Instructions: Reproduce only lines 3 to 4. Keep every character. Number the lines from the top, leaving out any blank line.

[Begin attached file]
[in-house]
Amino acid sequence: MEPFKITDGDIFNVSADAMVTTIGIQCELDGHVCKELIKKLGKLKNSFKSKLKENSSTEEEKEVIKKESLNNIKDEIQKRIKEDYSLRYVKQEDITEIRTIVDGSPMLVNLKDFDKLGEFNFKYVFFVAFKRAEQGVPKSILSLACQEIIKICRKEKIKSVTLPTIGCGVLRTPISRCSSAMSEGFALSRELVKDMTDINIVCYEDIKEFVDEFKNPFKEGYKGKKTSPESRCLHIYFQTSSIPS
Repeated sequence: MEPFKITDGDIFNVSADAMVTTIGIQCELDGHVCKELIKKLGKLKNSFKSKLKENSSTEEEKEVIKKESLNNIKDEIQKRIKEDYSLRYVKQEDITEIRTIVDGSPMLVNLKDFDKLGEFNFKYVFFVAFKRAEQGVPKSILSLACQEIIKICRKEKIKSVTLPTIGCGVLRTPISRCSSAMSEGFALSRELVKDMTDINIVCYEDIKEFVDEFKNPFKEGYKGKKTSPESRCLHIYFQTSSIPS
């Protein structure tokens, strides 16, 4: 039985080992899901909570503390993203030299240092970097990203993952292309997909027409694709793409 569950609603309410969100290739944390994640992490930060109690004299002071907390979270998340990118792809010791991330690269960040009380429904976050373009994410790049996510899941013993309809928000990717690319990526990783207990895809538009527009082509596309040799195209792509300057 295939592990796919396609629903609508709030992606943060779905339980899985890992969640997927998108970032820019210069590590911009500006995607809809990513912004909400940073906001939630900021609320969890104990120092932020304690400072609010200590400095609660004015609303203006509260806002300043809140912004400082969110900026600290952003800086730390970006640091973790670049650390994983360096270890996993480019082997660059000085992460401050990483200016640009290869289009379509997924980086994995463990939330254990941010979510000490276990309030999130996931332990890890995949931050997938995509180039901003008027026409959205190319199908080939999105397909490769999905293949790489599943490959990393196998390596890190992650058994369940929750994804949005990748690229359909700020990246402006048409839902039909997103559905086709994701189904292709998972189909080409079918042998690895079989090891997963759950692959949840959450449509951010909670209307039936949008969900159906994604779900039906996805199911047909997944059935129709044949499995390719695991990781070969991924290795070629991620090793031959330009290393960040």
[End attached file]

Repeated sequence: MEPFKITDGDIFNVSADAMVTTIGIQCELDGHVCKELIKKLGKLKNSFKSKLKENSSTEEEKEVIKKESLNNIKDEIQKRIKEDYSLRYVKQEDITEIRTIVDGSPMLVNLKDFDKLGEFNFKYVFFVAFKRAEQGVPKSILSLACQEIIKICRKEKIKSVTLPTIGCGVLRTPISRCSSAMSEGFALSRELVKDMTDINIVCYEDIKEFVDEFKNPFKEGYKGKKTSPESRCLHIYFQTSSIPS
């Protein structure tokens, strides 16, 4: 039985080992899901909570503390993203030299240092970097990203993952292309997909027409694709793409 569950609603309410969100290739944390994640992490930060109690004299002071907390979270998340990118792809010791991330690269960040009380429904976050373009994410790049996510899941013993309809928000990717690319990526990783207990895809538009527009082509596309040799195209792509300057 295939592990796919396609629903609508709030992606943060779905339980899985890992969640997927998108970032820019210069590590911009500006995607809809990513912004909400940073906001939630900021609320969890104990120092932020304690400072609010200590400095609660004015609303203006509260806002300043809140912004400082969110900026600290952003800086730390970006640091973790670049650390994983360096270890996993480019082997660059000085992460401050990483200016640009290869289009379509997924980086994995463990939330254990941010979510000490276990309030999130996931332990890890995949931050997938995509180039901003008027026409959205190319199908080939999105397909490769999905293949790489599943490959990393196998390596890190992650058994369940929750994804949005990748690229359909700020990246402006048409839902039909997103559905086709994701189904292709998972189909080409079918042998690895079989090891997963759950692959949840959450449509951010909670209307039936949008969900159906994604779900039906996805199911047909997944059935129709044949499995390719695991990781070969991924290795070629991620090793031959330009290393960040």